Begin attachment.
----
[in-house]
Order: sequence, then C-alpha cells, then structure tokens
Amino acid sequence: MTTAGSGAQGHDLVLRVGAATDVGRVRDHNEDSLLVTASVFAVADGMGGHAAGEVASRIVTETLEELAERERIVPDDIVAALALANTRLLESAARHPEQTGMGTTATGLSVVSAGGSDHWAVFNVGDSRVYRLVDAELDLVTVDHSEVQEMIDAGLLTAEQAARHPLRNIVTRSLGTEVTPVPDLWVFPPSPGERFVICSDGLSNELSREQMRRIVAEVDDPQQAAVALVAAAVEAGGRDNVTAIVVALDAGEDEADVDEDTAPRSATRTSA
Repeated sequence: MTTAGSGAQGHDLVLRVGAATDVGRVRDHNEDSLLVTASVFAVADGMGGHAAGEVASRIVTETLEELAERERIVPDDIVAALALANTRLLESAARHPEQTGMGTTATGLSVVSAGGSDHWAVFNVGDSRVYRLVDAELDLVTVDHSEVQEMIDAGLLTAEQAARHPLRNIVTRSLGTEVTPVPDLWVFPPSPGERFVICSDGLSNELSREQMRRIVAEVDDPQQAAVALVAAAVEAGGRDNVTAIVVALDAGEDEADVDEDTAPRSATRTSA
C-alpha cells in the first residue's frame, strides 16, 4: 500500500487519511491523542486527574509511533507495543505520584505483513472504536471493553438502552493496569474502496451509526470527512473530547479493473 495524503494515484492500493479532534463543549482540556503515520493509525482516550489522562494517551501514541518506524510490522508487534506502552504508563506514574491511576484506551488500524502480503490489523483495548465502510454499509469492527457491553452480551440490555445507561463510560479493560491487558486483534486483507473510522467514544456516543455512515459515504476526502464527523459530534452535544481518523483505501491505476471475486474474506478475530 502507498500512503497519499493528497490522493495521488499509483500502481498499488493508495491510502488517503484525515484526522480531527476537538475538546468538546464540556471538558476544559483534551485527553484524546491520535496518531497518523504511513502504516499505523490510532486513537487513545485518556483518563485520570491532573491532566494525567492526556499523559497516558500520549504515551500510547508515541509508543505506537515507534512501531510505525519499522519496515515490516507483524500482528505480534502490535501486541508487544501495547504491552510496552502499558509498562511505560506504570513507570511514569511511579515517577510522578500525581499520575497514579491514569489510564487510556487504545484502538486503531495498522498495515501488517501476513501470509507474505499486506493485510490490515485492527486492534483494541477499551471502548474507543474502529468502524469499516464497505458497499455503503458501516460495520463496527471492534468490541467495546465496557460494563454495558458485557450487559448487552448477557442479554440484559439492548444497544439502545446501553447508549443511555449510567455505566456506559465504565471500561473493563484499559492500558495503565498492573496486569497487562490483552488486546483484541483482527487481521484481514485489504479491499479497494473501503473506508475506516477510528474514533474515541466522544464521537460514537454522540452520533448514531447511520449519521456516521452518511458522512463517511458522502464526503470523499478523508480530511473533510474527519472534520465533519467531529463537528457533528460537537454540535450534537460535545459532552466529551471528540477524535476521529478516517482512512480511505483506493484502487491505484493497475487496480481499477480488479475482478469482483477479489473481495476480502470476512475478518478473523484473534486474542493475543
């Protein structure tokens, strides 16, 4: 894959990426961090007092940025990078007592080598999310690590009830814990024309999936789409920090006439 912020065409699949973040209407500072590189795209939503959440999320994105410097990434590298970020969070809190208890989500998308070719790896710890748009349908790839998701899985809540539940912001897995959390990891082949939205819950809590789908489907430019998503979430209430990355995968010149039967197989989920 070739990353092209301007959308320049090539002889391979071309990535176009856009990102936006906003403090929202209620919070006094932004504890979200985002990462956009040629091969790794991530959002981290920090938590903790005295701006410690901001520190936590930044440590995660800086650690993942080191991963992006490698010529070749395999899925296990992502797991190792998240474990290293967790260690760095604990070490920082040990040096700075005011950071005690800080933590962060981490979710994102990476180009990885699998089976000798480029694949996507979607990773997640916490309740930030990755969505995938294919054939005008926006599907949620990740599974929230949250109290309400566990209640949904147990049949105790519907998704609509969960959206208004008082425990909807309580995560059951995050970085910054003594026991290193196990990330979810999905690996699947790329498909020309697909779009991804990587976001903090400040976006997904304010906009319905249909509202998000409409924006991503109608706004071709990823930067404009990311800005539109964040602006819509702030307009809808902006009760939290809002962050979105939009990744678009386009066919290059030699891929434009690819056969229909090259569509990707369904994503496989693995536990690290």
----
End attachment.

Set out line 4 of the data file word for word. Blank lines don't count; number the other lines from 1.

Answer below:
Repeated sequence: MTTAGSGAQGHDLVLRVGAATDVGRVRDHNEDSLLVTASVFAVADGMGGHAAGEVASRIVTETLEELAERERIVPDDIVAALALANTRLLESAARHPEQTGMGTTATGLSVVSAGGSDHWAVFNVGDSRVYRLVDAELDLVTVDHSEVQEMIDAGLLTAEQAARHPLRNIVTRSLGTEVTPVPDLWVFPPSPGERFVICSDGLSNELSREQMRRIVAEVDDPQQAAVALVAAAVEAGGRDNVTAIVVALDAGEDEADVDEDTAPRSATRTSA